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"Rosario+Vampire" Seasons 1 & 2: Not a Brain in Its Pretty Head

Watching Rosario+Vampire is the equivalent of a date with a really hot, uninhibited girl who is dumb as a brick. Oh sure, she’s easy on the eyes, she may even sleep with you, but in the end, what does it matter if she doesn’t stimulate you emotionally or intellectually, or offer anything besides her body? Or to put another way, do you remember the Seinfeld episode “The Nose Job”, where Jerry is dating a really obnoxious woman and is conflicted whether to break up with her because she happens to be good in bed? Well, just like that episode, watching Rosario+Vampire is like pitting your brain and your penis in a chess match. But the brain easily wins this game; the uninteresting writing sinks this one rather quickly despite the fan service, and towards the end, I just wanted it to be done already.

Tsukune Aono is your typical high school boy who gets bad grades; nonetheless, he is able to transfer to a private school anyway. The catch is, said school, Yokai Academy, is for half-monsters, which of course causes all-human Tsukune to feel out-of-place. Still, Tsukune manages to make friends with Moka Akashiya, a sweet, pink-haired vampire who loves to suck Tsukune’s blood on a regular basis and can transform into her tough-talking alter ego if someone unhooks her cross necklace. However, as is the case in many harem shows, other girls vie for Tsukune’s affections as well, and soon we’re introduced to Kurumu Kurono, a big-breasted succubus with a hypnotizing stare, retractable claws, and the ability to fly; Yukari Sendo, a young witch who is frequently teased for her lack of breasts; and Mizore Shirayuki, the token monotone taciturn gal of the group, a snow fairy who is always seen sucking on a lollipop. Even a couple of teachers have the hots for Tsukune, such as the math instructor who lures him into after-school tutoring sessions in order to whip him, dominatrix-style.

Season 1 starts off promisingly, as the whole set-up has allusions of segregation and racism, especially when one of the characters tells about the time they went to a public school and were ostracized for being different. Moka, the only one who knows that Tsukune is 100% human, agrees to keep his secret. However, this plot point is more or less shoved into the background until the last couple episodes in the series, when Tsukune’s secret is revealed and he’s about to be executed for it. (Seems a bit extreme and over-the-top.) The second season introduces a new character, Kokoa Shuzen, a loud, cocky orange-haired vampire who is Moka Akashiya’s younger half-sister. She’s made the trek to Yokai Academy to track down Moka, though she’s more interested in Moka’s alter ego personality, as that side of her is who she knew (and frequently battled with) growing up; she couldn’t care less about the kind Moka that’s usually seen. Many of the Kokoa plots concern her wanting to remove Moka’s cross necklace so Moka’s alternate personality is always on, and it gets old pretty quickly.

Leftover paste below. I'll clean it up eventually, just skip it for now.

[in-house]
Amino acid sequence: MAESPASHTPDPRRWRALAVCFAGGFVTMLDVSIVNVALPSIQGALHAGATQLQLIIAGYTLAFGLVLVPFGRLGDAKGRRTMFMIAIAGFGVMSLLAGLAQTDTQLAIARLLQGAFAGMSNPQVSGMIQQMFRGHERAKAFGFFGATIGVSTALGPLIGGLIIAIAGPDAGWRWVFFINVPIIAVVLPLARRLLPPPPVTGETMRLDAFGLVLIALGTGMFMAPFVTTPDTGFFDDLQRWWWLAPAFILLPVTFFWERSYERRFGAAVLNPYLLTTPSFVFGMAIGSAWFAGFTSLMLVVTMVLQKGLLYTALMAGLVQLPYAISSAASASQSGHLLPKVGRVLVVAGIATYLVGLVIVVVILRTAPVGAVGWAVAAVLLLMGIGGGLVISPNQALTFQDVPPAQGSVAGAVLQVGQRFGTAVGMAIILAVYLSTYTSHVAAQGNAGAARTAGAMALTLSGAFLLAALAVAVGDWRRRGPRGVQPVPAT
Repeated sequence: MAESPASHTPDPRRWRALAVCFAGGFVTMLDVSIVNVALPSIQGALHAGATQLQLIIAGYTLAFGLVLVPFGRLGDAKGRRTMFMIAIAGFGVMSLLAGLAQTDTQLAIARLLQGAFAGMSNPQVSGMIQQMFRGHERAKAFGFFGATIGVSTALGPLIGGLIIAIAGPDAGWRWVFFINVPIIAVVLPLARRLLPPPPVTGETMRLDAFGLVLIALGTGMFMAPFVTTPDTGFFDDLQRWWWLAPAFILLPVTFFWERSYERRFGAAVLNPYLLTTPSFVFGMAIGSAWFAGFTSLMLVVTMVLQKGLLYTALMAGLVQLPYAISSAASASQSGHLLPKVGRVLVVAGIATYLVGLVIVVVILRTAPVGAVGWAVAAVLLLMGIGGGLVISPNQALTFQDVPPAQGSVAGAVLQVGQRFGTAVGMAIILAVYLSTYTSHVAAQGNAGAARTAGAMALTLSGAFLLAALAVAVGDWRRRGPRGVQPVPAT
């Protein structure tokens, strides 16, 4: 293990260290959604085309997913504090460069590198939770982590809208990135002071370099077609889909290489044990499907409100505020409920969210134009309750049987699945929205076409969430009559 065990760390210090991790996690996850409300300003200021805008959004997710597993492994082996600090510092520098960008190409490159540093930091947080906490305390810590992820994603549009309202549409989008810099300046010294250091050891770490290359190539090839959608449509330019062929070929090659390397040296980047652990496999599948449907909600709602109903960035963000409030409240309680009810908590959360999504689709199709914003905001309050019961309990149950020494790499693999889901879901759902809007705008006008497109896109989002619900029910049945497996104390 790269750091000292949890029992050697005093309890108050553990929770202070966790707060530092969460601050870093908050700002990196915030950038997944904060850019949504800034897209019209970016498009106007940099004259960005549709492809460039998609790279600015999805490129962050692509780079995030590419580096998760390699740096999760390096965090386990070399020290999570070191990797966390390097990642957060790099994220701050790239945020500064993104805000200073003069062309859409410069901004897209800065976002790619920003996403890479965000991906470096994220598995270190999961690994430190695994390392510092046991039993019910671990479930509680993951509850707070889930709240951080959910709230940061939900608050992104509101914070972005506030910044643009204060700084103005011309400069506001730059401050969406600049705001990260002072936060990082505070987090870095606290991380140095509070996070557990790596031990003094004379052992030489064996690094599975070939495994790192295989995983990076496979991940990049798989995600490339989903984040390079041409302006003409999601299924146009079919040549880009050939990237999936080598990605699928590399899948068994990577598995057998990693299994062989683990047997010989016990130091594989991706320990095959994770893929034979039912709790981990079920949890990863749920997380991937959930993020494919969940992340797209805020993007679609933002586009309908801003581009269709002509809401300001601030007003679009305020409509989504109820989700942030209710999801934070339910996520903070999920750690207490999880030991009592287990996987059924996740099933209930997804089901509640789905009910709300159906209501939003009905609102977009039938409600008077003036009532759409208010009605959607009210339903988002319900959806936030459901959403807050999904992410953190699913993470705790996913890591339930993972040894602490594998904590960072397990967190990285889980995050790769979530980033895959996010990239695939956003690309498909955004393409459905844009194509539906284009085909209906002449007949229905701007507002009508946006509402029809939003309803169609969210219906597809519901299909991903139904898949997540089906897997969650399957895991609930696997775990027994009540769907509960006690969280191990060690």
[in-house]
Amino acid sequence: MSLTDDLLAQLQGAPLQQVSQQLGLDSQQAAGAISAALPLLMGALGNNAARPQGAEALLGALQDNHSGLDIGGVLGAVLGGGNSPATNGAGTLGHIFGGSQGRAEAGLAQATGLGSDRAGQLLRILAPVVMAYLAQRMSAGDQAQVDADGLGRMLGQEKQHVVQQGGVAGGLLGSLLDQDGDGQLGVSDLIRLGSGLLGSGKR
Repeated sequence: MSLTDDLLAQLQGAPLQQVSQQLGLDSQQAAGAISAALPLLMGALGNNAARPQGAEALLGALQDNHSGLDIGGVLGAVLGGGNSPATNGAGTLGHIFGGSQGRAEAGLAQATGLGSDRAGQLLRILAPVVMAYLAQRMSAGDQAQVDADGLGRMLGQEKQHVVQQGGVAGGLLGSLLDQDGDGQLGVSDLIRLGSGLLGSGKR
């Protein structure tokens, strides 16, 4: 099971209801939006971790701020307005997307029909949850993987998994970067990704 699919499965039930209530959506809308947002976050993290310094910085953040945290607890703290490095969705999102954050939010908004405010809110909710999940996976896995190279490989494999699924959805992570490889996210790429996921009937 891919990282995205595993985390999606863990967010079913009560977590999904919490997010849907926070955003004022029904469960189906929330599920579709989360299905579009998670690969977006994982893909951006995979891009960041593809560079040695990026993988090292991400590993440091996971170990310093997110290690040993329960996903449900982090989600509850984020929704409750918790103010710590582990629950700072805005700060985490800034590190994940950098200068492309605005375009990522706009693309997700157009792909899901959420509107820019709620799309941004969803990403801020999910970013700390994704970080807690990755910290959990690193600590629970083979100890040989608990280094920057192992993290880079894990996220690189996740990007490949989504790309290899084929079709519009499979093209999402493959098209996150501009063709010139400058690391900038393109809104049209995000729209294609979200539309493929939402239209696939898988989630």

Speaking of getting old, what really hurts this show is the amount of repetition. Prepare to see the following in each episode:

1) Moka sucks Tsukune’s blood. Usually ends the episode, but can occur at other times as well.

2) This exchange: “Oh Tsukune.” “Oh Moka.” (Repeat a few times in succession.) They’re trying to pass this off as dialogue?

3) During a villain battle, Tsukune removes Moka’s cross necklace, allowing her to transform into her alternate form. This is usually accompanied by a transformation sequence which, while not as drawn out as in some shows, is still repeated animation every time it happens.

4) A cute mascot named Koa announces, in seconds, how long a fight took.

5) Panty shots galore. We’re talking Aika levels here. If a shot has a female in it, nine times out of ten it will be shot at a low angle or their short skirt will fly up.

6) The girls fighting over Tsukune, like he’s the only attractive male in the school. Typically they’ll tug at both his arms, or compare chest sizes with each other, or balance their boobs on his head, or try to seduce him in some fashion, etc.

…You’ve seen it all before, trust me.

The presentation has its ups and downs. Gonzo did the animation, and while it’s not bad, it’s far from their best work. Occasionally, there are bits of higher frame rates and in-betweens (typically reserved for breast bouncing and the action sequences), but there are also a lot of still shots with only the characters’ mouths moving. Of note when it comes to shortcuts, there’s a sequence in episode 13 where the camera pans up a character, then starts back at the bottom and repeats the same pan three more times. I generally liked the character designs, though; the main girls have a distinct look and are visually appealing in their own way. But again, it’s not worth buying just for the character designs.

Special features include clean openings/endings and trailers. Not too much here. As for the FUNi dub, it’s mostly fine, but it’s one of those series where the dub writers apparently thought it needed extra swearing or it wouldn’t be engaging or funny. Call me old-fashioned, but I don’t exactly find women who curse a desirable trait. Still, it was nice to hear Kira Vincent-Davis as Kokoa; it feels like ages since I’ve heard her in an anime.

Rosario+Vampire isn’t the worst series ever made, but it’s extremely mediocre and doesn’t bring anything new to the table, aside from the set-up. Don’t be suckered in by the plentiful fan service; it’s not worth suffering through twenty-six episodes of overused harem clichés and mostly uninteresting characters/plots. If you want boobs and panties, just download some R+V pics instead.

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